Attorney Joshua Williams Prevails in Murder Trial, Considers Suing TPD

Attorney Joshua Williams and Vontae Garrett

The Truth Staff

On Wednesday, November 10, Vontae Garrett, a military veteran and former correctional officer, was found not guilty by a jury for the October 22, 2022 murder of Mark Weisinger, Jr. The verdict set Garrett free after having spent nine months in jail awaiting his trial.

According to Garrett’s attorney Joshua Williams, who also is a District 41 Republican state representative for Sylvania Township, the fact that his client, a man “entirely innocent of this charge,” was unable to assert his self-defense argument pre-trial meant that Garrett – and other defendants like him – was at the mercy of the prosecution until the defense presented its case during trial.

The inability of Garrett to assert such a defense, upon being charged, meant that he could not use it for the purpose of setting bond pre-trial, could not create a presumption of innocence that the prosecutors would have to rebut at trial and would make it almost necessary for the accused to take the stand and explain and defend his actions.

As a result, in June, state Reps Williams and Brett Hudson Hillyer (R. Uhrichsville) introduced the Self Defense Protection Act. The Act will enable defendants to assert self-defense, defense of one’s own property or defense of another party prial to trial and force the prosecution to counter that assertion during the presentation of their case at trial.

In a press conference on the day following the jury verdict, Williams spoke of the proposed Self Defense Protection Act and what a change in Ohio law could mean for defendants such as Garrett going forward. Prior to the trial, Garrett was forced to sell his car and house in order to pay for his defense since he was jailed and not able to rely on wages or salary.

However important the Self Defense Protection Act might mean to defendants in the future, Williams’ press conference last week was focused primarily on the State’s actions leading up to this particular trial and how law enforcement’s negligence placed his client’s freedom at risk.

“If the State of Ohio had taken the time to look at all the video evidence and listen to all of the witnesses without bias, these charges would never have been filed,” said Williams decrying the fact that a critical piece of evidence, a video of the incident, had been lost.

The October 2022 shooting incident began with a dispute inside of a bar at 1776 Arlington Avenue when the victim, Weisinger, began an altercation with a member of the group Garrett was with. During Garrett’s testimony at trial, he said that he stayed away from the dispute involving his party and Weisinger and his friend, Michael Binns, who was known to be armed.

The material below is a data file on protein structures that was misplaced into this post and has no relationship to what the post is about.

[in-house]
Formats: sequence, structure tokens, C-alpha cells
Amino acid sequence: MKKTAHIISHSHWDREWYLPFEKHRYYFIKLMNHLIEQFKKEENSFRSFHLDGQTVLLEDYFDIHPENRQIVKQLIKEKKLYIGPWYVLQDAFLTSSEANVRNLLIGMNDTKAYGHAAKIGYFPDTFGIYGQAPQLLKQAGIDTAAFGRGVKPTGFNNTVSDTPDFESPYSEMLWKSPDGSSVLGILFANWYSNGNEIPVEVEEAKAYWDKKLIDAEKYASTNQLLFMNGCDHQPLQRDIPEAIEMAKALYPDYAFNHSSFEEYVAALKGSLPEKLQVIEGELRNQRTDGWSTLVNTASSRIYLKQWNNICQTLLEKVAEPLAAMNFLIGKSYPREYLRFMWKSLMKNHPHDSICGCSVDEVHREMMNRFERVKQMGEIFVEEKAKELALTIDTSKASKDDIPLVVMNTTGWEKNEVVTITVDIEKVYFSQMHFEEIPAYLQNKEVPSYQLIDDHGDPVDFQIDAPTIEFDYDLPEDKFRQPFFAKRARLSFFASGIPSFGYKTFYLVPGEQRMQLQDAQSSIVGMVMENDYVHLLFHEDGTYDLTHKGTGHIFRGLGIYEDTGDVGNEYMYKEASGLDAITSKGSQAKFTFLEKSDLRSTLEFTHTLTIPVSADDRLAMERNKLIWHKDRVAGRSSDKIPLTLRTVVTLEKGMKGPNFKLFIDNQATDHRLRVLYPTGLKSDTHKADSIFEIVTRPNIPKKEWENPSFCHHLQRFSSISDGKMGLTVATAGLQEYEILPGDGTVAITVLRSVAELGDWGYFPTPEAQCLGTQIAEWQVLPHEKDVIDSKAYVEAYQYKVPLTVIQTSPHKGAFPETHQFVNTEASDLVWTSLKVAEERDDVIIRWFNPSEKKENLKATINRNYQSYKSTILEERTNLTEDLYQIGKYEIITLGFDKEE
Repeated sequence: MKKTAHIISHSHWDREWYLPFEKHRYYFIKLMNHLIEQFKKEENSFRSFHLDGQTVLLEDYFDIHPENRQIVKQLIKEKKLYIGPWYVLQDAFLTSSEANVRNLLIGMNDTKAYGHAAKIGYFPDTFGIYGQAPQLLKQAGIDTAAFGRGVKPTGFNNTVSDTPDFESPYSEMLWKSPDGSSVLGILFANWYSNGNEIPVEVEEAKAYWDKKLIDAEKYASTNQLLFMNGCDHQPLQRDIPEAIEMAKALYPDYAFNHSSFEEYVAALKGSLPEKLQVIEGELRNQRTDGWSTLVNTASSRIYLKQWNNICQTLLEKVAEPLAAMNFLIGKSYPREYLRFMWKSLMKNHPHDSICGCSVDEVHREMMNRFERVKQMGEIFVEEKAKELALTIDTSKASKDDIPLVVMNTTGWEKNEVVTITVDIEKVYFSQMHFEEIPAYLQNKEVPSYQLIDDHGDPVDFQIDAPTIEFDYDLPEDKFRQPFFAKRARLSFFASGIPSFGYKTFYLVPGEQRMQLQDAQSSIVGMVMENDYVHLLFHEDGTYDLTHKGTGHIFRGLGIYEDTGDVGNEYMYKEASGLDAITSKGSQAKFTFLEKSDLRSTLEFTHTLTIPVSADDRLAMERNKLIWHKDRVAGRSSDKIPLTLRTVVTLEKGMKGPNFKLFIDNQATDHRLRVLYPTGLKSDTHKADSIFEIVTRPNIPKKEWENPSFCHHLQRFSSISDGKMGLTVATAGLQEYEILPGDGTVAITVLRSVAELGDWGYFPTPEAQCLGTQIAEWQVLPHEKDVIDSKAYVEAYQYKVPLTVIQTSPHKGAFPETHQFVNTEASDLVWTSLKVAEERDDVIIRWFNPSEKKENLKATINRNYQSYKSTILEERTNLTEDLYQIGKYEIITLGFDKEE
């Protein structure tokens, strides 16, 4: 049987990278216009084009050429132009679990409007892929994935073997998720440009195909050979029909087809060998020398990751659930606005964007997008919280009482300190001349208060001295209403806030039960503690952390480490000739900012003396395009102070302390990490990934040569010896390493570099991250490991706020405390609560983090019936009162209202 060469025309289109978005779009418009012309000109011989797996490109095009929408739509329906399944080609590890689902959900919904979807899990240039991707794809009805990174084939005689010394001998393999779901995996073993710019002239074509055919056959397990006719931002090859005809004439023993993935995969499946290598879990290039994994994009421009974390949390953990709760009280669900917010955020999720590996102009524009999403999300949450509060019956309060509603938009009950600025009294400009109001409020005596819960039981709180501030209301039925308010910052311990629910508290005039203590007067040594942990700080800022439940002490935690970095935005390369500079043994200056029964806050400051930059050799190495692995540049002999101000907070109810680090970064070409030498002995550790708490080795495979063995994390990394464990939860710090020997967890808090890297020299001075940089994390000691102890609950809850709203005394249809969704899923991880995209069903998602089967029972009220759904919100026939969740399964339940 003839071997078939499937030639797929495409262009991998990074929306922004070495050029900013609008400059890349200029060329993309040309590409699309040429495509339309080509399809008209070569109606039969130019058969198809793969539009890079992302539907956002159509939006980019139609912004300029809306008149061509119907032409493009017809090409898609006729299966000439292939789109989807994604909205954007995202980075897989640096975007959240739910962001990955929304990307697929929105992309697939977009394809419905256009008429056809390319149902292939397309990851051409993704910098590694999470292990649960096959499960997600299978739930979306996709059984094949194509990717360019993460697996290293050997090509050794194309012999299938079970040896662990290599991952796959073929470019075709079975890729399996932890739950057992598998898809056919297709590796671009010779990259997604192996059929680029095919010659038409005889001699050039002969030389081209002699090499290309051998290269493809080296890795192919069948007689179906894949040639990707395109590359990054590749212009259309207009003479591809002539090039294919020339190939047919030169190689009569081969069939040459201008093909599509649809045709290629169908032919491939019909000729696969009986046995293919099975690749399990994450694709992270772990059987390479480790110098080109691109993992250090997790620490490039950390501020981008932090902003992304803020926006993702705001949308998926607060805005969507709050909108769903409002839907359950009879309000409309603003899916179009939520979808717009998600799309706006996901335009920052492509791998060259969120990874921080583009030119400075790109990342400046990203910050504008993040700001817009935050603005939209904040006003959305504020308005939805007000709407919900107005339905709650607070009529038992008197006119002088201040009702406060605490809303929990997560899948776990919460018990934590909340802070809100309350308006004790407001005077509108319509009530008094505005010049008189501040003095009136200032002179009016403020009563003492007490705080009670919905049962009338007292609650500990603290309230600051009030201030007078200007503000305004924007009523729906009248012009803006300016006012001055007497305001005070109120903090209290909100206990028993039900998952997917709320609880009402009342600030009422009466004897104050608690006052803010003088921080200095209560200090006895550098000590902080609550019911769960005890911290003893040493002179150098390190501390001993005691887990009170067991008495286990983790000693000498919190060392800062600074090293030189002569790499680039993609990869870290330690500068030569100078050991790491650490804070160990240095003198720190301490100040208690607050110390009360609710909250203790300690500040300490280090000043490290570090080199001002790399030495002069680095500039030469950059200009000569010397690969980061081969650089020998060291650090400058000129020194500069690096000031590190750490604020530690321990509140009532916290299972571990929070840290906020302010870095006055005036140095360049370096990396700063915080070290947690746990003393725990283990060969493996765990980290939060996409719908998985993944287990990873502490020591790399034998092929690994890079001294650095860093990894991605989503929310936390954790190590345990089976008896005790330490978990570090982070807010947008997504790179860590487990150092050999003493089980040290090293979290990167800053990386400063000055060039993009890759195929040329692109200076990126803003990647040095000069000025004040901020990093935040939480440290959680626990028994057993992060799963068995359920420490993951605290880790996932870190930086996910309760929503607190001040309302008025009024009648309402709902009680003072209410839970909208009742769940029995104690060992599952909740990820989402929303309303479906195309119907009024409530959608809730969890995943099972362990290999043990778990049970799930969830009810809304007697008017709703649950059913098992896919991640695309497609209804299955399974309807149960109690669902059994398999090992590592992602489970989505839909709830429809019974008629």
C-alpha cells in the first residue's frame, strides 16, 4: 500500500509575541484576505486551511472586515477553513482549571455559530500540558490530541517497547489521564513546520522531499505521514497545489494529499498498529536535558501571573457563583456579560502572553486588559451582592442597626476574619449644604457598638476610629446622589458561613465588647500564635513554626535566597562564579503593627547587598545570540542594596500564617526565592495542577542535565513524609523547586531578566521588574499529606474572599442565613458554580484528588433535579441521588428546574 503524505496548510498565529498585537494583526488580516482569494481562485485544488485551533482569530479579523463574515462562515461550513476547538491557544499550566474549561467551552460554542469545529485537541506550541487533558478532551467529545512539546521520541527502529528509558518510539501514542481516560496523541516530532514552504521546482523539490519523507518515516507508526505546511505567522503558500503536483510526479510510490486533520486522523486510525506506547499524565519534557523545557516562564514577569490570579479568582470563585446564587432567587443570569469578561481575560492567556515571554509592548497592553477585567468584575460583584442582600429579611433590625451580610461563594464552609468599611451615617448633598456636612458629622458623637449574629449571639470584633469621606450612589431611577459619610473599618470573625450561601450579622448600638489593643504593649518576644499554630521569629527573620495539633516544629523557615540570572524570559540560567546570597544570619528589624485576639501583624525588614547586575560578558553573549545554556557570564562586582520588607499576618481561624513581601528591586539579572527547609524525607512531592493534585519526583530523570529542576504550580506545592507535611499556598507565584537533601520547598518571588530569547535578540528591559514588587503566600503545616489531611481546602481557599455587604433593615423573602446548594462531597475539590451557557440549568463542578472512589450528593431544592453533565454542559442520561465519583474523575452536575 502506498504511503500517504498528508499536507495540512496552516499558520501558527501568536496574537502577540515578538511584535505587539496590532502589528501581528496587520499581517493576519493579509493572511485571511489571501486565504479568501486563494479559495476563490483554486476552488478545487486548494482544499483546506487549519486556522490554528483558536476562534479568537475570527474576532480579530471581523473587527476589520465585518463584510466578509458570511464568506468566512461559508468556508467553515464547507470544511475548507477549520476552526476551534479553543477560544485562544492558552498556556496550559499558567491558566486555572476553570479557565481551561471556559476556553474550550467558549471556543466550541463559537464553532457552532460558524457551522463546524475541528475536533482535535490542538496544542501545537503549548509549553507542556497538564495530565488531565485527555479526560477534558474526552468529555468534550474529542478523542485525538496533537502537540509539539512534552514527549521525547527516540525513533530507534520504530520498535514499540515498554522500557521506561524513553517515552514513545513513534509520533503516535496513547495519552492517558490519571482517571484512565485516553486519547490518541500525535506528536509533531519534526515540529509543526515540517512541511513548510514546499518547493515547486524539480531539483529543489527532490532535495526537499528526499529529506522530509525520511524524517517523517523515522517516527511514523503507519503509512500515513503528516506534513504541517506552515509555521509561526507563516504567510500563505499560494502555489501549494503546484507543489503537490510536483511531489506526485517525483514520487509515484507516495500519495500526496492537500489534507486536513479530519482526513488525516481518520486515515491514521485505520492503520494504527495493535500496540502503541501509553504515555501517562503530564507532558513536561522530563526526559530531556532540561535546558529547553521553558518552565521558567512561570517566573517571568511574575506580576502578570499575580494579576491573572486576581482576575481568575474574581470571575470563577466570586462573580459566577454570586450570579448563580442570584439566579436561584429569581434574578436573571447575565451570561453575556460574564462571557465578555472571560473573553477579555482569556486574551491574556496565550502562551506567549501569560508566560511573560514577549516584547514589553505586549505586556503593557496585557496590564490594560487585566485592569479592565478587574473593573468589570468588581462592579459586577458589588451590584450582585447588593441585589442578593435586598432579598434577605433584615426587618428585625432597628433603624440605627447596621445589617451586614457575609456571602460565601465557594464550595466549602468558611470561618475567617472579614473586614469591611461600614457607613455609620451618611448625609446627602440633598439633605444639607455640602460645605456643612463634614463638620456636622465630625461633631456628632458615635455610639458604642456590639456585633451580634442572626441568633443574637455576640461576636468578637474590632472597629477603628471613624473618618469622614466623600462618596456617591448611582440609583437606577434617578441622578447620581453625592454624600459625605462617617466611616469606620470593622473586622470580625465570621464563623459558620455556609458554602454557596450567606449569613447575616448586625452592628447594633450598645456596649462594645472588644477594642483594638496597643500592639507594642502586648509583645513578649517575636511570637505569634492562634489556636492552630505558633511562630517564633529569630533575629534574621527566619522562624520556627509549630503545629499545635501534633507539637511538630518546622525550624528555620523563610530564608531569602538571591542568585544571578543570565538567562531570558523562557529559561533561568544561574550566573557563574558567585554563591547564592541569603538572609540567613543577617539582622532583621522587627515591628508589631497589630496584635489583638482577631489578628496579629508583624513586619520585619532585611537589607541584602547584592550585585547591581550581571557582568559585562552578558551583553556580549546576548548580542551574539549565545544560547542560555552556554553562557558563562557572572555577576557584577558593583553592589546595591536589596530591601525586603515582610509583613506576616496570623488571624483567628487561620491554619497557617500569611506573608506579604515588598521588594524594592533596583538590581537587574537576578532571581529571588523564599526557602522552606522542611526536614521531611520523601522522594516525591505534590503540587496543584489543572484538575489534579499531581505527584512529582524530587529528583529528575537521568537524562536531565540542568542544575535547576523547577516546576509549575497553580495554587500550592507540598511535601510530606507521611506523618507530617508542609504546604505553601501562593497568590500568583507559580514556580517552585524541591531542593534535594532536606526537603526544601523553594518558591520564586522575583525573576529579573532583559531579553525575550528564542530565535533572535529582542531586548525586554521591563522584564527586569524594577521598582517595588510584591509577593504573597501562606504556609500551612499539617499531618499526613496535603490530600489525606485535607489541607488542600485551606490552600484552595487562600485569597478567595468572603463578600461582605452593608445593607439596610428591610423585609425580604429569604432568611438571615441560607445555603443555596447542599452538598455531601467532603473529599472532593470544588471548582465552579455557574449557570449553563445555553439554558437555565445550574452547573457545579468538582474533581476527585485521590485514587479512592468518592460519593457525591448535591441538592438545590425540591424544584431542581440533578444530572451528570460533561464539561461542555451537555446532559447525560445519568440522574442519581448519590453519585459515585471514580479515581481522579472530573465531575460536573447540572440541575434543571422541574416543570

Eventually the action spread out into the street as the two men began running toward Garrett and a single gunshot rang out from another party. When Binns and Weisinger reached for what appeared to be guns, Garrett, who had a concealed carry license, brought his weapon out and fired, killing Weisinger.

Although no gun was found on Weisinger, the police failed to detain Binns who was later seen on video going through the pockets of his friend and police also failed to retain a copy of a video from a private residence, according to Williams, that would “have exonerated” his client. The video was “either negligently misplaced of lost,” said Williams and “that misstake may be the form of a lawsuit.”

According to Williams, the homeowner showed the video immediately to police who then downloaded a copy of it onto a police-issue phone. At trial the homeowner testified that the video also contained audio in which Weisinger could be clearly heard exhorting Binns to “shoot.”

That video, said Williams, “could have reduced his bond … it could have exonerated him. They had at least 90 days to find it … they never tried any investigative techniques that we hold our law enforcement [officials] to.”

On Thursday, Williams said that his law firm is considering a lawsuit against TPD due to the department’s “malfeasance and gross negligence” for its failure to safeguard the evidence that, by itself, would have exonerated his client in the initial phases of the investigation.

Garrett, who has lost nine months of his life, a job and his possessions, will be trying to resume his law enforcement career, he said, even as he acknowledged the difficulty in doing so with the cloud of such an incident hanging over his head. Garrett and Williams will be making a decision soon about bringing the lawsuit against the Toledo Police Department.